By appointment via e-mail

DFG Project "Animals as Companions. Animal-human relationships between liveliness and standardization".

Animals are part of society. They are fought as intruders in human living environments or exhibited for admiration in zoos. They are bred, slaughtered, and eaten-or treated as family members and intimate friends. Commonly declared "pets," these companion animals can now be found in every second German household. They receive exclusive treatment, are named and loved. Differentiated consumer and service markets have established themselves around their care, generating billions in annual sales in Germany. Despite this obvious social relevance of companion animals, sociology has so far kept its distance and taken up the topic only selectively. It concentrates on certain animal species and presupposes the status of animals as companions. What remains open, however, is what constitutes the special quality of these interspecies relationships and why which animals attain companion status in the first place. The project closes these research gaps with a qualitative survey design. Owners of different animal species are accompanied through different relationship phases and interviewed about acquisition motives, design and interpretations. In order to capture factors influencing companion relationships as well as their dynamics of change, the project also surveys animal-related services and the role of artifacts. Here, triadic figurations emerge, encompassing living beings and things, which can provide information about the extent to which motives for keeping animals are in tension with concrete ways of dealing with them. On the one hand, the acquisition of animals is linked to the need for originality and naturalness; on the other hand, tendencies towards the standardization of ways of keeping animals, a standardization of forms of relationships, and an increasing reification of animals cannot be ignored. With this search direction, the project moves into the center of sociological debates on hybrid interspecies relations and, in contrast to research on the artificial, can contribute empirical findings on the determinants of the living. Project Management: Prof. Dr. Kerstin Jürgens Project editing and information:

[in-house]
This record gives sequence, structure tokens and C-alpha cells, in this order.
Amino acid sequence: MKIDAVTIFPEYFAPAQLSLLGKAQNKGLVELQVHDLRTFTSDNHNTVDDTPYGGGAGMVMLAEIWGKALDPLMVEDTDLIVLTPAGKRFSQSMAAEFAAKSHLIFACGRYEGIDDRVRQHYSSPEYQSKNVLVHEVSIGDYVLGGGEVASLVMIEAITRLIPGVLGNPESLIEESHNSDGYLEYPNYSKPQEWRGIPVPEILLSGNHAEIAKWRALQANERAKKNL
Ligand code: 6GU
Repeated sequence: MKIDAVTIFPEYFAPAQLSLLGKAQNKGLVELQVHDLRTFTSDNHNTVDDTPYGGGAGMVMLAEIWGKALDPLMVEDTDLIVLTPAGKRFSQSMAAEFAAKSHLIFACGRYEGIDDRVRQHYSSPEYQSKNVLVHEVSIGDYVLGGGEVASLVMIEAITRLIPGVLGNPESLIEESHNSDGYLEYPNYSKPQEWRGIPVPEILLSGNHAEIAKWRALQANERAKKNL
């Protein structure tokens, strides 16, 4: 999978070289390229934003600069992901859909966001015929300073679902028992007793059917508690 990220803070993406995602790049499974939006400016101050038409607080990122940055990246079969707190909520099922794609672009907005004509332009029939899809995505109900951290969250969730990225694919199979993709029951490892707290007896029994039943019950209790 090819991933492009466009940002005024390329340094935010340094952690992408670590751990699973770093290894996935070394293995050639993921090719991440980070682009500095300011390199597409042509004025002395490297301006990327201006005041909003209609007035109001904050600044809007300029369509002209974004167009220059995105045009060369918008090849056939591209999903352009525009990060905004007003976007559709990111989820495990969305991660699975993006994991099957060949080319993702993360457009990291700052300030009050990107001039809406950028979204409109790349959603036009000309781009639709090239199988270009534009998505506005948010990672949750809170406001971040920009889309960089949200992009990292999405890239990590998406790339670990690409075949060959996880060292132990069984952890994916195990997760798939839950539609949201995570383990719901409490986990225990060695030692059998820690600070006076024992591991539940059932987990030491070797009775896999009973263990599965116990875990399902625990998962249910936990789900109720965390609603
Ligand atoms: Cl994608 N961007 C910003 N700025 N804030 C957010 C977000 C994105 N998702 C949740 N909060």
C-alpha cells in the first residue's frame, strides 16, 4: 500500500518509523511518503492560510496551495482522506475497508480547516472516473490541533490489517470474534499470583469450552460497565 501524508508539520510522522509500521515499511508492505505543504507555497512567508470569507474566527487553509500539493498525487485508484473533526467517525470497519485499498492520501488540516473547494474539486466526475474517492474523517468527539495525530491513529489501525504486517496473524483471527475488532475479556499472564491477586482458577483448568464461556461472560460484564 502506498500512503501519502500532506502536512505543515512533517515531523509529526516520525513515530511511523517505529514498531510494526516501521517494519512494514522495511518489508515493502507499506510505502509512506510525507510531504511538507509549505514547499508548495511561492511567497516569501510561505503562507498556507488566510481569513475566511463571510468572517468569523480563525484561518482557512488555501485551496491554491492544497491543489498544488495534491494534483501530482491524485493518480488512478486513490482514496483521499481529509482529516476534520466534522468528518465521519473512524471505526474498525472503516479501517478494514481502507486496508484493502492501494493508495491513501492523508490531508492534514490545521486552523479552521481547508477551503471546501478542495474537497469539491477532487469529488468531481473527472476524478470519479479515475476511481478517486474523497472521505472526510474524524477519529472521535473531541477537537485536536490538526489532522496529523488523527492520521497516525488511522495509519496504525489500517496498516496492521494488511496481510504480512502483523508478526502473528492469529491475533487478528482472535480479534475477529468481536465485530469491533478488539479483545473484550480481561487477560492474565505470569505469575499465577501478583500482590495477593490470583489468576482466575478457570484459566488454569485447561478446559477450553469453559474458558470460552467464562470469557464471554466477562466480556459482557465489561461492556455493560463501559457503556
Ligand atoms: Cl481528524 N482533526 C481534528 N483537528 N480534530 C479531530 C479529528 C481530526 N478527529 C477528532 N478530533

Is there life on earth? Animal-Human Relations and the Search for Liveliness

Contemporary societies are not only characterized by comprehensive processes of technologization and digitalization that follow capitalistic logic. In face of climate change and global geopolitical crises, return to alternative ways of living is also taking place. Possibilities of a sustainable lifestyle in harmony with other species and other non-human actors and beings are discussed and explored. Furthermore, more and more people, especially in Western societies, are choosing to keep animals and share their lives with them.

The question of why this is so is controversial in research. Therefore, in the DFG-funded project "Animals as Companions" (project number 443785427), we interview animal keepers and animal service providers on this topic, among others, and conduct field observations. Building upon the research project, in my habilitation project I explore in an in-depth analysis the meaning of liveliness in the animal-human relationships. In light of the empirical insights, the goal is a conception of liveliness that enriches current sociological debates and discourses in the topic area.